Nearly two decades ago, local citizens in Wythe County, with help from donors in Texas, erected a marble monument on the banks of the New River in Austinville, Virginia, recognizing the Father of Texas’ birthplace.

“The monument is truly one of the most beautiful sites in all of Southwest Virginia,” said Wythe County Tourism Director Jeremy Farley. According to Farley, many of the original caretakers of the private-monument are aging and no longer capable of maintaining the memorial. “Earlier this year, we issued a call to a new generation of county residents to take the lead on keeping the site up – the response has been overwhelming.”

The State of Texas recently donated a Texas flag to the monument that flew over the Texas Statehouse and Farley said Congressman Morgan Griffith’s office has donated an American flag that flew over the U.S. Capitol Building; Delegate Jeff Campbell has secured a Virginia flag as well.

“The Stephen F. Austin Memorial is just one of many historic Wythe County gems – the Fincastle Resolutions were signed just a handful of miles from the monument: a document that is said to have been an inspiration for the Declaration of Independence,” concluded the county’s tourism director.

Individuals interested in learning more about restoration efforts of the Stephen F. Austin Birthplace Memorial in Wythe County are encouraged to contact Jeremy Farley (276-223-4522 or [email protected]).

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Jeremy T.K. Farley — March 14, 2016

WYTHEVILLE, Va. – Over the past few days, a countless number of Wythe County residents have reported being the target of various phone scams.

Most prevalent of these scams is one in which the caller claims to be calling on behalf of the IRS and threatens to impound personal property belonging to the local resident if his or her instructions are not followed.

Other scams include the caller claiming to be a bonding agent requiring bail money in order to get a family member out of jail, as well as an additional scam in which the caller is claiming to be a representative of Appalachian Electric Power, threatening to cut off electricity to the home or business of the caller if money is not paid.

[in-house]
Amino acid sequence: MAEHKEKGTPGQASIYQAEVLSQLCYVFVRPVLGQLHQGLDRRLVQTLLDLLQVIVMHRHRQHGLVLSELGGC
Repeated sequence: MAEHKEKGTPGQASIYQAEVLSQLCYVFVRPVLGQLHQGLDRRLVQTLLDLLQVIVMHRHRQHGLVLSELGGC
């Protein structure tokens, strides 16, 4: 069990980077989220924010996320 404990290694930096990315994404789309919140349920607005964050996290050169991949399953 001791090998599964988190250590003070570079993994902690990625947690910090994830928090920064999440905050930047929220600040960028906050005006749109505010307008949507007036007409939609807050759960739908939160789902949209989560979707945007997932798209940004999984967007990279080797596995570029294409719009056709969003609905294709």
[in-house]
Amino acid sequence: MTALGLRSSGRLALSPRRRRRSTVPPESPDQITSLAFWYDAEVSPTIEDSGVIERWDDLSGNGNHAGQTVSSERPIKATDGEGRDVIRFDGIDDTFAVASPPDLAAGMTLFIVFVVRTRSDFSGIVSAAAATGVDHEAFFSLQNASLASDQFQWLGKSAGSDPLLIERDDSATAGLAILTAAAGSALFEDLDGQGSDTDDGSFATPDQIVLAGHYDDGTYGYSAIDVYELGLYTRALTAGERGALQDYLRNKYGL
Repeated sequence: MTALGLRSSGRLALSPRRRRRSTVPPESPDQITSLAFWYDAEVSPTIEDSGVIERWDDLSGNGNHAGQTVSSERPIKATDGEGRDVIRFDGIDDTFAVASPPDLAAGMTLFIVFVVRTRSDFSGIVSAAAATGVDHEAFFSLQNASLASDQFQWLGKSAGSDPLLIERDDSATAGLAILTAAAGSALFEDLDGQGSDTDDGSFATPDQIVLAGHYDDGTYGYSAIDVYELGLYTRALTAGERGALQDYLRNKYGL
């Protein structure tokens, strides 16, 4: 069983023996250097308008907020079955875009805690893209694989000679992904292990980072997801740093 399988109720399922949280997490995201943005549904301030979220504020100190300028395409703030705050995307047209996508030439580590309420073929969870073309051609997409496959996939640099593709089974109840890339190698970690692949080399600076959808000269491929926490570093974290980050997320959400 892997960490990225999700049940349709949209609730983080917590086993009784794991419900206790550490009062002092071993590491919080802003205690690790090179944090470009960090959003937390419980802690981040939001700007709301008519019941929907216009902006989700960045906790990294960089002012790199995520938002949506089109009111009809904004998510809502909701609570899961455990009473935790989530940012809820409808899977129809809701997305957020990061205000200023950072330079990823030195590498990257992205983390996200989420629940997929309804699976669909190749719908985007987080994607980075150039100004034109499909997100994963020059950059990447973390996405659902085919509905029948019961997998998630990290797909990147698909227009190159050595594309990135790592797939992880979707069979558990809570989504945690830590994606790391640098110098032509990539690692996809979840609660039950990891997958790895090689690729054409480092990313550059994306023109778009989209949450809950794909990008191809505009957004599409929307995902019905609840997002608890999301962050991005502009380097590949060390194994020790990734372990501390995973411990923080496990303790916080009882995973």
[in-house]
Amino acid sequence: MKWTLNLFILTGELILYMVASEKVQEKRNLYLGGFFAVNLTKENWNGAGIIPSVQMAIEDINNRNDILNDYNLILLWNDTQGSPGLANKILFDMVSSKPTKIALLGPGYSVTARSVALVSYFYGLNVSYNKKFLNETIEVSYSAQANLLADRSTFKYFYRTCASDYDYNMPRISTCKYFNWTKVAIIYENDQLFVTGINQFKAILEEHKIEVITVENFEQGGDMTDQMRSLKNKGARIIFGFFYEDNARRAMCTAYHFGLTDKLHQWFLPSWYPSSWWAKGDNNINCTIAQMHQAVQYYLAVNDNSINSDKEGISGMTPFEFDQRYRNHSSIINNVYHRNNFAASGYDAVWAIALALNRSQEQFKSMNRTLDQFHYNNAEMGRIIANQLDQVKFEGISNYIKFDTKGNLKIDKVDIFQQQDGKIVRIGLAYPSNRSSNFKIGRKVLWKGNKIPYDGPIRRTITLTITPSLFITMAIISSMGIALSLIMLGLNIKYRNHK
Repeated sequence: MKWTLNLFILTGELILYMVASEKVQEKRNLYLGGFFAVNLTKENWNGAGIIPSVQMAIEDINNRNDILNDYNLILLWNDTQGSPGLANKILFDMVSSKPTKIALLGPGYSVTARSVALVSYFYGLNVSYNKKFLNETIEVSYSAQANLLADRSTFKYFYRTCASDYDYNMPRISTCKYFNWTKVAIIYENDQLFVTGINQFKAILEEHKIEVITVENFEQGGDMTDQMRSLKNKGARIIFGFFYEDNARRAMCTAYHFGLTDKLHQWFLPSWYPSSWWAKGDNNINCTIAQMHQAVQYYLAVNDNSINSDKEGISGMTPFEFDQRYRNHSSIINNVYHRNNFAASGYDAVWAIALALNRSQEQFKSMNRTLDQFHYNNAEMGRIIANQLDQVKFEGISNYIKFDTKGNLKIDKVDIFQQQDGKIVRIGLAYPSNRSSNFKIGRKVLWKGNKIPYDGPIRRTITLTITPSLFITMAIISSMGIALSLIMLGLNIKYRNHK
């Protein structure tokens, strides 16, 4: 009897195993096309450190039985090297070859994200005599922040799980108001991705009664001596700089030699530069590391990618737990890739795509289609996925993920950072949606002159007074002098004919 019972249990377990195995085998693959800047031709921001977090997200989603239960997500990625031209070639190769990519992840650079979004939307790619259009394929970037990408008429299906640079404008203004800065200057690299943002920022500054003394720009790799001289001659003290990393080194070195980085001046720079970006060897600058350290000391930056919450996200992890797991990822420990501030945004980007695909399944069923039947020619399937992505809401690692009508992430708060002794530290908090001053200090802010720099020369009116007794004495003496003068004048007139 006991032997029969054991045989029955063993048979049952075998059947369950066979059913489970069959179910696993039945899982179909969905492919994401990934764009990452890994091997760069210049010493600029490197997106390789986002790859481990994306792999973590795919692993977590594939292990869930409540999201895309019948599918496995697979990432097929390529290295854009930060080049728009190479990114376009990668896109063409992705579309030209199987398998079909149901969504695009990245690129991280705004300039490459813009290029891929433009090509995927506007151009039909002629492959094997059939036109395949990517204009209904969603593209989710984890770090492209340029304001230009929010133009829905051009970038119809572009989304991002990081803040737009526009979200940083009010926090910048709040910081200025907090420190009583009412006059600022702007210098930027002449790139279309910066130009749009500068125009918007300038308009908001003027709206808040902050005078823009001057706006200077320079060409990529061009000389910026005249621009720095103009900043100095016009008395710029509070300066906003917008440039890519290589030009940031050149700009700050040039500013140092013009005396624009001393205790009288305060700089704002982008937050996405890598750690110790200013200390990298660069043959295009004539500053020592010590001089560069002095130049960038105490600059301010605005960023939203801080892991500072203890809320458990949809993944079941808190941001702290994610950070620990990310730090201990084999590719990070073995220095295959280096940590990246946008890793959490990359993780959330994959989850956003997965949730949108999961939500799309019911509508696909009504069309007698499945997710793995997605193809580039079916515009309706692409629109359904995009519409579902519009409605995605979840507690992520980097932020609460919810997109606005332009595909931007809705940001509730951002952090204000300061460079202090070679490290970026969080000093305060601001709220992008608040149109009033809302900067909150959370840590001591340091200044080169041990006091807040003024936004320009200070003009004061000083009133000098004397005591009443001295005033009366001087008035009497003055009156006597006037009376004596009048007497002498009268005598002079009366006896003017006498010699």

The Wythe County Sheriff’s Office is advising residents to be aware of these scams and to notify their friends and neighbors – especially the elderly.

As a matter of policy, the IRS will never call to demand immediate payment, nor will the agency call about taxes owed without first having mailed you a bill.

Scammers often alter caller ID numbers to make it look like the IRS or another agency is calling. The callers use IRS titles and fake badge numbers to appear legitimate. They may use the victim’s name, address and other personal information to make the call sound official.

Should you receive any calls you believe may be a scam, you are encouraged to contact the FTC via their website www.ftccomplaintassistant.gov or via phone 877-FTC-HELP.  The consumer complaints contact center is open between the hours of 9:00 am to 8:00 pm Monday through Friday.

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WYTHEVILLE, Va. – The Stephen F. Austin Birthplace Memorial is nearing its 20th birthday and community leaders in Wythe County are working to ensure the monument is given the attention it so desperately requires.

Stephen F. Austin was born on the banks of the New River in Austinville, Virginia, and in later life he would come to be known as the “Father of Texas”, dedicating his life’s work to colonizing what was destined to be the largest state in the continental United States.

“Austin’s impact upon the world’s history – not just American history – is immeasurable,” said Wythe County Tourism Director Jeremy T.K. Farley, adding, “and he was born right here in Wythe County!”

Recognizing Austin’s contribution to history, civic leaders in Austinville set out to erect a monument in his honor in the mid-1990s and with help from Wythe County, local donors and supporters in Texas, that monument became a reality in 1997.

Unfortunately, over the course of time, many of the original caretakers of the monument aged and reached a point where they were no long capable of maintaining the memorial.

Today, the monument’s flower bed is in need of work, the stones are coming apart at the foundation and the flags of Texas, Virginia and the United States are no longer flying high above the New River.

According to Farley, his office was contacted by several local citizens in the Austinville community who were interested in restoring the memorial back to its original splendor.

In an effort to better organize individuals who may be interested in lending a helping hand, Farley said the Wythe County Genealogical and Historical Association, located at 165 S. 11th Street, in Wytheville, has agreed to host a public meeting at 7p.m. on Thursday, March 10.

“The meeting is open to the public and our main goal will simply be to organize ourselves into a single coalition dedicated to repairing and preserving the monument,” said the county tourism official.

According to Farley, several local residents have already been working at the site and the level of interest continues to broaden.

The office of Congressmen Morgan Griffith is donating an American flag that once flew over the Capitol Building to the monument; flags that flew over the capitol buildings of Virginia and Texas are also en route, thanks to the work of Delegate Jeff Campbell and the donation of a Texas-based Stephen F. Austin organization, respectively.

Individuals wishing to learn more about the efforts to restore the monument are encouraged to attend Thursday evening’s meeting or contact Wythe County Tourism Director Jeremy T.K. Farley (phone: 276-223-4522 or [email protected]).